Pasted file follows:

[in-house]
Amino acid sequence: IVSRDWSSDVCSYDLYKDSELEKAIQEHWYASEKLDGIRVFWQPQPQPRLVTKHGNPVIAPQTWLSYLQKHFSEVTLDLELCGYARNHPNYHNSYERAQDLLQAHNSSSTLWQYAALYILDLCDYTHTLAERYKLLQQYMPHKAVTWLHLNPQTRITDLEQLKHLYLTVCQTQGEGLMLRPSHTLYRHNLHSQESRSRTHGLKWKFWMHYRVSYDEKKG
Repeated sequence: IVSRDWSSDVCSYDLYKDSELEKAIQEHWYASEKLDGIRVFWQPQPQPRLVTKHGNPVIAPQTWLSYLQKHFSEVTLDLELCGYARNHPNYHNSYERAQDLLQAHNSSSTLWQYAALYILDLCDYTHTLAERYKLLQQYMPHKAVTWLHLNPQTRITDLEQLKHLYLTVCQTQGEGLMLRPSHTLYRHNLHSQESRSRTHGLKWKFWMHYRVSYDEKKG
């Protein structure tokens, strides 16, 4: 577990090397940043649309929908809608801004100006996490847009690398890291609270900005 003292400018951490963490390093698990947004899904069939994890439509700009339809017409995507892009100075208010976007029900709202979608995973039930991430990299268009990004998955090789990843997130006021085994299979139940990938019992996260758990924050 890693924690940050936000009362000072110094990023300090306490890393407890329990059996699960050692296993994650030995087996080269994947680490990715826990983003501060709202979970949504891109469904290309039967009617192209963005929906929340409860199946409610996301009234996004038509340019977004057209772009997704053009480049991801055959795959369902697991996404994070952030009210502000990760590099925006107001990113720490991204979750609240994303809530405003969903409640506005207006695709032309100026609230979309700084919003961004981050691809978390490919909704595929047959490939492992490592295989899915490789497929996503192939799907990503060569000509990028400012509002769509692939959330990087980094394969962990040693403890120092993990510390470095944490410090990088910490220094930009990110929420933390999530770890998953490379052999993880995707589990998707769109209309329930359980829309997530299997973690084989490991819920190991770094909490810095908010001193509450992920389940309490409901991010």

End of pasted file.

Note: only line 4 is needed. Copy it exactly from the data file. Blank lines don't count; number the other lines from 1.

């Protein structure tokens, strides 16, 4: 577990090397940043649309929908809608801004100006996490847009690398890291609270900005 003292400018951490963490390093698990947004899904069939994890439509700009339809017409995507892009100075208010976007029900709202979608995973039930991430990299268009990004998955090789990843997130006021085994299979139940990938019992996260758990924050 890693924690940050936000009362000072110094990023300090306490890393407890329990059996699960050692296993994650030995087996080269994947680490990715826990983003501060709202979970949504891109469904290309039967009617192209963005929906929340409860199946409610996301009234996004038509340019977004057209772009997704053009480049991801055959795959369902697991996404994070952030009210502000990760590099925006107001990113720490991204979750609240994303809530405003969903409640506005207006695709032309100026609230979309700084919003961004981050691809978390490919909704595929047959490939492992490592295989899915490789497929996503192939799907990503060569000509990028400012509002769509692939959330990087980094394969962990040693403890120092993990510390470095944490410090990088910490220094930009990110929420933390999530770890998953490379052999993880995707589990998707769109209309329930359980829309997530299997973690084989490991819920190991770094909490810095908010001193509450992920389940309490409901991010």